UN Report: At Least 1,075 People Killed in Iraq in June

The U.N. reports that at least 1,075 people — 757 of them civilians — have been killed in Iraq in June. U.N. spokesman Rupert Colville noted Tuesday that 1,075 "should be viewed very much as a minimum."

Sunni militants fighting for the Islamic State of Iraq and Syria have taken over most of Iraq's western front in recent weeks, capturing major cities like Mosul and Tikrit along the way. Last night, ISIS fighters took full control of Iraq's largest oil refinery after 10 days of fighting with Iraqi troops. ISIS has promised to attack a Shiite shrine in Samarra and march on to Baghdad. This map, from the BBC, illustrates the scope of the crisis:

UN Report: At Least 1,075 People Killed in Iraq in June

Secretary of State John Kerry is currently in Iraq to meet with leaders and rush a political solution to the problem of sectarian violence. He said yesterday, however, that President Obama may not wait for a new, multi-sectarian government to form before taking military action in the country. (Airstrikes are a possibility, but Obama has maintained that he will not deploy combat troops.)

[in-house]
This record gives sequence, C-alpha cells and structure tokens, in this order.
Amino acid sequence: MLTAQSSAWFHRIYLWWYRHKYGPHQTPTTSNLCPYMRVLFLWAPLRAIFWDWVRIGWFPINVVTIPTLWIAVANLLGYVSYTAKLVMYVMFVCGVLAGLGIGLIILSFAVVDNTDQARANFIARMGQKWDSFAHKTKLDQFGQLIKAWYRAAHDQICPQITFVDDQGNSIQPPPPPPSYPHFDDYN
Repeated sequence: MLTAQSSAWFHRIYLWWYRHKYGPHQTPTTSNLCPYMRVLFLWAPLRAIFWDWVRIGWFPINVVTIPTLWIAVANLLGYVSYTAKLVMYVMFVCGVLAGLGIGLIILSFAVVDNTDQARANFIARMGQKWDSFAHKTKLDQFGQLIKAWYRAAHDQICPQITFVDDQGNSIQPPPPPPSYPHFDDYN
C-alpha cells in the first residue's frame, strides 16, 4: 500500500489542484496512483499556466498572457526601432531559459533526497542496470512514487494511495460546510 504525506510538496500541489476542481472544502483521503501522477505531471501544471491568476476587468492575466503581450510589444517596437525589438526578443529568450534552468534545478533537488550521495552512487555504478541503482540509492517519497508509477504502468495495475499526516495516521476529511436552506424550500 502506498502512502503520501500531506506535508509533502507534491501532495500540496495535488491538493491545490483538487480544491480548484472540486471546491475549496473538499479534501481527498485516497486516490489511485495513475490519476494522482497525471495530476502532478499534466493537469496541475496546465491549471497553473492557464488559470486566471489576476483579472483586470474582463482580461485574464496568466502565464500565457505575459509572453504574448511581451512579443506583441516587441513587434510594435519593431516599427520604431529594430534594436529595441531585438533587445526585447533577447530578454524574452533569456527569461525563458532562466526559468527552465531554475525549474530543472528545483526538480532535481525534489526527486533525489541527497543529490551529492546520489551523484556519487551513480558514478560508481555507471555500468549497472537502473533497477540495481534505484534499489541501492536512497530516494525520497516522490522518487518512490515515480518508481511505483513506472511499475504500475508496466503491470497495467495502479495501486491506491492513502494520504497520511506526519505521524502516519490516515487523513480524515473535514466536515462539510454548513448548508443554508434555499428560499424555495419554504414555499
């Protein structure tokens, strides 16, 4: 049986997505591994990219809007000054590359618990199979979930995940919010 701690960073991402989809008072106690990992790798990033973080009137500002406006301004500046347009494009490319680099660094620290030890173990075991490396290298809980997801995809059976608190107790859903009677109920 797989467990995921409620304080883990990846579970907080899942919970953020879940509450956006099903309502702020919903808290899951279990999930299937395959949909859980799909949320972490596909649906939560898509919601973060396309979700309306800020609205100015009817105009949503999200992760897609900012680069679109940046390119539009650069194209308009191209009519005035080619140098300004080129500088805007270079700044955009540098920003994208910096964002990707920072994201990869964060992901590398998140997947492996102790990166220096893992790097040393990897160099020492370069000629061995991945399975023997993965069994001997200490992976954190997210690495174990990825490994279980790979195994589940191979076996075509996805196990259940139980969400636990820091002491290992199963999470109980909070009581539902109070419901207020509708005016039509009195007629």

A new Washington Post/ABC News poll shows that Americans are essentially split on whether or not we should launch airstrikes to target ISIS militants: 46 percent say no and 45 percent say yes. However, if you break that down by political party, 58 percent of Republicans favor airstrikes while just 44 percent of Democrats do. The split between men and women is similar — men want action; women don't. Overall, 52 percent of Americans disapprove of the president's handling of the crisis so far.

[Image via AP]